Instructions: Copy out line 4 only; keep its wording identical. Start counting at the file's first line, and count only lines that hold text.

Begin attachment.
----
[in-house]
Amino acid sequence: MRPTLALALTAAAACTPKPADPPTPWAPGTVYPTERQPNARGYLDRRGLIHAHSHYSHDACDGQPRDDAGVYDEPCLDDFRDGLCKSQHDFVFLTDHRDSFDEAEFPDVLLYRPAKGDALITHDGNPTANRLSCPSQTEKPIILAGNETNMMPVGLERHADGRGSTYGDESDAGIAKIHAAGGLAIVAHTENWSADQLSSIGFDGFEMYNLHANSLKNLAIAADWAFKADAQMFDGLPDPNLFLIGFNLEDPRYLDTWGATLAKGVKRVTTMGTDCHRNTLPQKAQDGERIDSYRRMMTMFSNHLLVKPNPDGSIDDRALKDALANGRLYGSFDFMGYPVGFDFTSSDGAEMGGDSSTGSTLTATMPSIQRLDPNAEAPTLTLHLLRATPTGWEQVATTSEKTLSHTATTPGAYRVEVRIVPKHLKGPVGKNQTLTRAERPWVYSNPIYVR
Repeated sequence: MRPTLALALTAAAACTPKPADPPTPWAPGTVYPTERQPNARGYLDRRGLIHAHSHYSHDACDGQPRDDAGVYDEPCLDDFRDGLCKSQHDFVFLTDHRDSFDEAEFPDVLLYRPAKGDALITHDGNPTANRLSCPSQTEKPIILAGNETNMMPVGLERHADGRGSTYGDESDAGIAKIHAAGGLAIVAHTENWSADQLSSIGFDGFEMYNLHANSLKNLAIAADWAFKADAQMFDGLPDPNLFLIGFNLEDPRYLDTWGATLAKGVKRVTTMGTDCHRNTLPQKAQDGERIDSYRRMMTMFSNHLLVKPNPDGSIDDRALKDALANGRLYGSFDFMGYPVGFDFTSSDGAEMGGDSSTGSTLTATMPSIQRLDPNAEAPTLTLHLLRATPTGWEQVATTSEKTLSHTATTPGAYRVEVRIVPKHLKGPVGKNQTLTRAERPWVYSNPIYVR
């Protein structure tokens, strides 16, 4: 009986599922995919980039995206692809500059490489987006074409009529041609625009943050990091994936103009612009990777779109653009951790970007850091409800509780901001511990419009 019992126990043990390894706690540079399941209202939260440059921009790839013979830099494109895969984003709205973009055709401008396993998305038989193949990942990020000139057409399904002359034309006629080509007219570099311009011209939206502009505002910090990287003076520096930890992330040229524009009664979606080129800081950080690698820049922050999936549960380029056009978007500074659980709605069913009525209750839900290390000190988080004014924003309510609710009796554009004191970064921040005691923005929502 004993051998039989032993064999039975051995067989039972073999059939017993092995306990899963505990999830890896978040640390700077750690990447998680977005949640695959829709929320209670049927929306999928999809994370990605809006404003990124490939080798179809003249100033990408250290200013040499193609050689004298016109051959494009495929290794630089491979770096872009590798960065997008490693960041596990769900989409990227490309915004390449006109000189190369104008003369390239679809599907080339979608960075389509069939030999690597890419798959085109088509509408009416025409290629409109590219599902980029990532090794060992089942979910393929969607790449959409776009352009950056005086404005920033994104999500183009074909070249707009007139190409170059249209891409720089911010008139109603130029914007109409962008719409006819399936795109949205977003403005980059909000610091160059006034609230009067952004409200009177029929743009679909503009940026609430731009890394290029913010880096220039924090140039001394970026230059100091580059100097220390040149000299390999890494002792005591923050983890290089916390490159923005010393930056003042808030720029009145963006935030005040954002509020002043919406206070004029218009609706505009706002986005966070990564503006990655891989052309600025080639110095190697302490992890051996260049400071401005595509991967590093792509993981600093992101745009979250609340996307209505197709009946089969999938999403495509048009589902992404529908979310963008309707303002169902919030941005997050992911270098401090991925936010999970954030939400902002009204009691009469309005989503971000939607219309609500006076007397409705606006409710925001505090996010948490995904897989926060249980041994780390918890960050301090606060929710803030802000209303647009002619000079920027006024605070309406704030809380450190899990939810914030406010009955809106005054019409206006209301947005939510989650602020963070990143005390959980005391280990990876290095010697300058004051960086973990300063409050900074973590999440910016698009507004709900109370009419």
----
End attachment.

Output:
């Protein structure tokens, strides 16, 4: 009986599922995919980039995206692809500059490489987006074409009529041609625009943050990091994936103009612009990777779109653009951790970007850091409800509780901001511990419009 019992126990043990390894706690540079399941209202939260440059921009790839013979830099494109895969984003709205973009055709401008396993998305038989193949990942990020000139057409399904002359034309006629080509007219570099311009011209939206502009505002910090990287003076520096930890992330040229524009009664979606080129800081950080690698820049922050999936549960380029056009978007500074659980709605069913009525209750839900290390000190988080004014924003309510609710009796554009004191970064921040005691923005929502 004993051998039989032993064999039975051995067989039972073999059939017993092995306990899963505990999830890896978040640390700077750690990447998680977005949640695959829709929320209670049927929306999928999809994370990605809006404003990124490939080798179809003249100033990408250290200013040499193609050689004298016109051959494009495929290794630089491979770096872009590798960065997008490693960041596990769900989409990227490309915004390449006109000189190369104008003369390239679809599907080339979608960075389509069939030999690597890419798959085109088509509408009416025409290629409109590219599902980029990532090794060992089942979910393929969607790449959409776009352009950056005086404005920033994104999500183009074909070249707009007139190409170059249209891409720089911010008139109603130029914007109409962008719409006819399936795109949205977003403005980059909000610091160059006034609230009067952004409200009177029929743009679909503009940026609430731009890394290029913010880096220039924090140039001394970026230059100091580059100097220390040149000299390999890494002792005591923050983890290089916390490159923005010393930056003042808030720029009145963006935030005040954002509020002043919406206070004029218009609706505009706002986005966070990564503006990655891989052309600025080639110095190697302490992890051996260049400071401005595509991967590093792509993981600093992101745009979250609340996307209505197709009946089969999938999403495509048009589902992404529908979310963008309707303002169902919030941005997050992911270098401090991925936010999970954030939400902002009204009691009469309005989503971000939607219309609500006076007397409705606006409710925001505090996010948490995904897989926060249980041994780390918890960050301090606060929710803030802000209303647009002619000079920027006024605070309406704030809380450190899990939810914030406010009955809106005054019409206006209301947005939510989650602020963070990143005390959980005391280990990876290095010697300058004051960086973990300063409050900074973590999440910016698009507004709900109370009419």